This morning we woke up to the first frost of the year: a welcome change. All week, we’d had grey skies, cold and gloom, and in those circumstances what choice is there but to wait, to sit the month out? I’m waiting to sow all those seeds I mentioned last week, oh and a few more that just arrived in the post as an early birthday present for me. For my birthday tomorrow, my son promises to make me a chocolate cake (he has just recently learnt how).
This week’s Six on Saturday focuses on another pick-me-up, winter herbs (photos taken on Friday, pre-frost). Just the smell of rosemary crushed in the fingers lifts the spirits.
1 Winter Savory (Satureja montana). This is a fantastic herb for winter. It really packs a punch in a stew or mixed with other herbs in a salad or sandwich topping. Peppery and aromatic, similar to thyme, it’s a key ingredient in zaatar, the Middle Eastern spice blend. Good for digestion, hence it is traditionally used in bean stews!
2 Lemon Thyme (Thymus citriodorus). Another herb with a good, strong flavour, lovely in a marinade for chicken or with an omelette. It has kept its looks through this mild winter. Note to self: I must take more cuttings of thyme, as invariably they go woody and need replacing.
3 Oregano (Origanum vulgare). I am surprised this seems to do so well in the clay here. I grow most of my Mediterranean herbs in pots to provide them with good drainage and so that I can move them to the sunniest spots. But this one is quite happy, blending with the Heucheras. It’s essential for topping pasta or in any tomato sauce, basically goes so well with tomatoes.
4 Sage (Salvia officinalis). One of my favourite herbs, but like me, it doesn’t really like winter. These are cuttings from last year, and they look a bit vulnerable. Fleece is to hand if it actually ever snows. I like sage in black tea: just add some leaves to the pot. This really soothes an upset stomach. The 16th century herbalist John Gerard said that sage was “singularly good for the head and brain and quickenethe the nerves and memory”.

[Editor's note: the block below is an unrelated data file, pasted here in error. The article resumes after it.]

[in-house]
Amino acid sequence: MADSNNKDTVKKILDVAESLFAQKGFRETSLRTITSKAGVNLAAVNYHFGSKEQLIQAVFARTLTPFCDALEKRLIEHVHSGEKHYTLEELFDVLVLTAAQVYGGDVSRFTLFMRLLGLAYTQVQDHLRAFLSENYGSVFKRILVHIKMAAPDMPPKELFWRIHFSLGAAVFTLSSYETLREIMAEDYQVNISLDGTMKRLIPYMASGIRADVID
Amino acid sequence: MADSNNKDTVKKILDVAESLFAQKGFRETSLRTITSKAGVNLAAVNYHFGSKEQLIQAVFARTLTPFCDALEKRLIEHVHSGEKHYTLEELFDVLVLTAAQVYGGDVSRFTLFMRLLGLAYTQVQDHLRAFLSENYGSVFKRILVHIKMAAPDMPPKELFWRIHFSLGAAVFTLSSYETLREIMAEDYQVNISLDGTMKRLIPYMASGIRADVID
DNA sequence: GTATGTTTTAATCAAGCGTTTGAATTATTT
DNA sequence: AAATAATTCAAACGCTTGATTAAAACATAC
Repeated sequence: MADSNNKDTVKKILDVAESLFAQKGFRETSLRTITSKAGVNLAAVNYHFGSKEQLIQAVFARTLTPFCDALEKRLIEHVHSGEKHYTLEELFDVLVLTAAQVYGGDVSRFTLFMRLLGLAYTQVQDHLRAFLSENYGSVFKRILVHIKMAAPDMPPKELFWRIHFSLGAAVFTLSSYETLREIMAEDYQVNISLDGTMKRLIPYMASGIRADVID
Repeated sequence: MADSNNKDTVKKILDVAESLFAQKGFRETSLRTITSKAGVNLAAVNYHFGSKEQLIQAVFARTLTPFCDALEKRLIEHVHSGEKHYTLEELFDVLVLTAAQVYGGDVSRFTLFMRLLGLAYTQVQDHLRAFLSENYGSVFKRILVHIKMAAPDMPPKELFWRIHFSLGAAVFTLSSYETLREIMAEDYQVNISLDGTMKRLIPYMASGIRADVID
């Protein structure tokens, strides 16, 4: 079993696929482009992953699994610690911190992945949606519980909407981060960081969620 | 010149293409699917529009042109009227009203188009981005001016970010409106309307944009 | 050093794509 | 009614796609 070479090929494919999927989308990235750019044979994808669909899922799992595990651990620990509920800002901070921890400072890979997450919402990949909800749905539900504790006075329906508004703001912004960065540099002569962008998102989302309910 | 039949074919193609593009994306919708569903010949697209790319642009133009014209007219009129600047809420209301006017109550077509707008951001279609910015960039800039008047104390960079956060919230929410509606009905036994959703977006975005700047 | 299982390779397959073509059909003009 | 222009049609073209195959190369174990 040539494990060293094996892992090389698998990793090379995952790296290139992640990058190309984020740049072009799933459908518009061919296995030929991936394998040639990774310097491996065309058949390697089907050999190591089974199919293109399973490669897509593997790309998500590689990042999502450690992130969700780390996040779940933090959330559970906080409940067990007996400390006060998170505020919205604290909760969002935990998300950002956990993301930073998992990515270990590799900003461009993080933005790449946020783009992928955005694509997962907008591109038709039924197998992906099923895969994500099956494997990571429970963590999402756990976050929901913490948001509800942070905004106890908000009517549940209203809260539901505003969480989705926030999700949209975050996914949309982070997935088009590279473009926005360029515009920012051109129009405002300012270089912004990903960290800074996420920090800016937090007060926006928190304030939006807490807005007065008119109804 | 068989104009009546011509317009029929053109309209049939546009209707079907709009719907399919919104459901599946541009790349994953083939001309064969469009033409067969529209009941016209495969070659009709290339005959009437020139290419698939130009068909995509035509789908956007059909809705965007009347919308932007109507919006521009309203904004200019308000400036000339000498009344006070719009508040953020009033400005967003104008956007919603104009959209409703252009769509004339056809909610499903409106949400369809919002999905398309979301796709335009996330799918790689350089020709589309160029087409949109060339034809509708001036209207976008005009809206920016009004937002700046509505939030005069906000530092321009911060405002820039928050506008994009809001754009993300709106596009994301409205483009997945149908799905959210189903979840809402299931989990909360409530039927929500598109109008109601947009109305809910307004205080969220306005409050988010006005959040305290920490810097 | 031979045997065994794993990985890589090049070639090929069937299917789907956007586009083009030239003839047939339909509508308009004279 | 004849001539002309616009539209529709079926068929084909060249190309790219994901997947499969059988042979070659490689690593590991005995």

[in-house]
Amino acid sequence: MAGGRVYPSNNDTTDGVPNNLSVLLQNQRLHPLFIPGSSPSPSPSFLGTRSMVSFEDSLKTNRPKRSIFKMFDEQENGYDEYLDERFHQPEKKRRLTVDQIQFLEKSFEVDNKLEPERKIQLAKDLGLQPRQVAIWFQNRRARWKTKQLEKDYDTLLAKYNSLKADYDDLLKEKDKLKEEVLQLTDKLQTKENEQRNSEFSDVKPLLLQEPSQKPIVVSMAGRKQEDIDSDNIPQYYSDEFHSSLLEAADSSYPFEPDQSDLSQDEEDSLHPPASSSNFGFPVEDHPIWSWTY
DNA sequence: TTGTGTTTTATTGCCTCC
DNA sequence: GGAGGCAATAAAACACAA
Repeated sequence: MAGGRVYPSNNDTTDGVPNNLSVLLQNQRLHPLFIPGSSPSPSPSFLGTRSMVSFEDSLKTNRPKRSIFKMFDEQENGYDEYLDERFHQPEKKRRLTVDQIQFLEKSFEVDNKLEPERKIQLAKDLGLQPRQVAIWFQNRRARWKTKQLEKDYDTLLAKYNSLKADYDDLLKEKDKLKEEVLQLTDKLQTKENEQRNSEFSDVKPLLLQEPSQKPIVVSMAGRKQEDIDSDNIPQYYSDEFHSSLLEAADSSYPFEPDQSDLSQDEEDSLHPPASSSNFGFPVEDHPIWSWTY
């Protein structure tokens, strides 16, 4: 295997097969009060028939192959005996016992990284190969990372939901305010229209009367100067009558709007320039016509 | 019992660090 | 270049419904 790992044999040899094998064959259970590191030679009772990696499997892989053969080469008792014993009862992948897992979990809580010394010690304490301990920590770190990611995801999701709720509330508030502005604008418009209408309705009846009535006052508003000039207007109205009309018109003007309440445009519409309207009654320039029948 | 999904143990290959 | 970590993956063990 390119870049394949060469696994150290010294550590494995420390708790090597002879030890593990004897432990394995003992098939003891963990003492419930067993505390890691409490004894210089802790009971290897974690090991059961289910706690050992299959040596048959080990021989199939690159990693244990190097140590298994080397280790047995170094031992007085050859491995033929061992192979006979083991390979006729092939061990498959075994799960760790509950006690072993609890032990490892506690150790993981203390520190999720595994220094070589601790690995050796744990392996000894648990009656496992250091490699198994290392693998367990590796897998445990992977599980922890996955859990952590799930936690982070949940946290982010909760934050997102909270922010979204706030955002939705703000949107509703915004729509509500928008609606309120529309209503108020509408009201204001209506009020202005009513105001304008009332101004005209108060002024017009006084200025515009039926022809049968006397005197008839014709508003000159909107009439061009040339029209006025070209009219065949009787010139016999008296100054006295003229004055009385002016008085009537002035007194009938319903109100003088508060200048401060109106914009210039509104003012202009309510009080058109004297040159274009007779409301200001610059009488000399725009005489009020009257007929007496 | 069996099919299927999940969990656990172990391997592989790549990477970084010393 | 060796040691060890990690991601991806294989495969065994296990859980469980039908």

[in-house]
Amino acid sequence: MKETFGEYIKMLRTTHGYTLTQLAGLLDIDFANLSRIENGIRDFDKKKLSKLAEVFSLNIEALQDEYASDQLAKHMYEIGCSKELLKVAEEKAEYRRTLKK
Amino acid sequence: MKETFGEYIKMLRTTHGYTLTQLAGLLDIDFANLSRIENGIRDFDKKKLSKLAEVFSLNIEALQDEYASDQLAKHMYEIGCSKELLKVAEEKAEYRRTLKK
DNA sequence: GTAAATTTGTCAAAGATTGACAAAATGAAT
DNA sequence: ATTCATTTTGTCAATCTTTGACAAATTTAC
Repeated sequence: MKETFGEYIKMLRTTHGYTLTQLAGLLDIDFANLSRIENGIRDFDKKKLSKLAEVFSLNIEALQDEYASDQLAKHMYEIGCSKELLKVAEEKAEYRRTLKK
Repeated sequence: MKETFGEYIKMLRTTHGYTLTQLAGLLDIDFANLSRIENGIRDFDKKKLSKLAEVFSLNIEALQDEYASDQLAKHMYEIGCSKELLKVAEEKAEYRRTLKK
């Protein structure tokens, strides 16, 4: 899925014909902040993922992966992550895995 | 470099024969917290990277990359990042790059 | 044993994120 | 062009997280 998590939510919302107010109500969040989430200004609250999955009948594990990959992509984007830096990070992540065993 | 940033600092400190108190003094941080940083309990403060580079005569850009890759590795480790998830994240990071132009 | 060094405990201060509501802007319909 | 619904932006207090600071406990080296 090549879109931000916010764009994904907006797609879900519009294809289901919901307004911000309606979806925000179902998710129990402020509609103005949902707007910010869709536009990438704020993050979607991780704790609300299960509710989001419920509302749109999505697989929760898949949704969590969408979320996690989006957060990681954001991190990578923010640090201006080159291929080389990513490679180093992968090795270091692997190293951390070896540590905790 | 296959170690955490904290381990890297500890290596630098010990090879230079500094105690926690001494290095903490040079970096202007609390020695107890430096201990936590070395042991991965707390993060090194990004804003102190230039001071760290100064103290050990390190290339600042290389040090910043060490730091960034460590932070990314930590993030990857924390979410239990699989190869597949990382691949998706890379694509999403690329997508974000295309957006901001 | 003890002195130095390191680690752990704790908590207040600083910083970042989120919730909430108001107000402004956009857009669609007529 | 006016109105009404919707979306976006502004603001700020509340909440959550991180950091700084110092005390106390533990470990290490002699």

5 Rosemary (Rosmarinus officinalis). It’s my favourite essential oil, I diffuse it in the home when I need to feel more positive or alert. Perhaps that’s what has been missing this week. It’s wonderful in cooking too – add to roast veg with olive oil in the oven, or use with salt to coat potatoes. I have three rosemary plants in the garden, and more cuttings in the greenhouse. This one is the prostrate variety.
6 The patio herbs. I’m running out of numbers for the herbs I want to feature! So here’s a selection of what’s still doing well on the patio or in the mini greenhouse:
- Mint: incredibly I still have fresh if straggly mint outside in January. Only the pot by the kitchen door is still going, the others have behaved more normally and gone into dormancy. I believe this one is Moroccan mint.
- Fennel: in a small pot but puts on fresh leaves as soon as you cut it.
- Bay: am waiting for this one to grow some more. My MIL has an enormous bay tree in her garden, from where I get my supply.
- Claytonia perfoliata / winter purslane: more a salad than a herb? Very rich in Vitamin C, Californian miners ate it to prevent scurvy during the Gold Rush, hence it’s also known as miner’s lettuce. Mousty the cat seems to like it too. Healthy cat.
- Curly parsley. I prefer the straight-leaved parsley, but find this one easier to grow.
I feel the need to add that I did actually do one proper bit of gardening this week. We pruned the grape vine, hurrah! There’s something very satisfying about these bundles.
To take part in Six on Saturday, visit The Propagator’s page. Thanks for reading, and see you next time, when I’ll be a year older.
35 thoughts on “Six on Saturday: Waiting: 09 Jan 2021”
It’s interesting to hear how other people use herbs, so today I’m inspired by your suggestion to try sage in tea. Winter savoury is one I’ve not grown and I didn’t know abt its Zaatar connection, so I I’ve got itchy fingers to try that now too. I am curious as to why you’ve bundled your vine cuttings. Do you use them elsewhere?
The sage adds a nice zingy flavour to the tea. I wish I had more of it, it’s not so easy to get hold of good quality dried sage. I do intend to use the vine cuttings, not sure what for exactly, I was thinking perhaps as pea sticks or general support for floppy plants?
PS Happy Birthday for tomorrow!
Really love this herby post, and before I forget Happy Birthday! for tomorrow, hope you have a great day (chocolate cake sounds yummy). I really should use herbs from the garden more, perhaps it should be a resolution. The only one I use regularly is the rosemary. I feel inspired!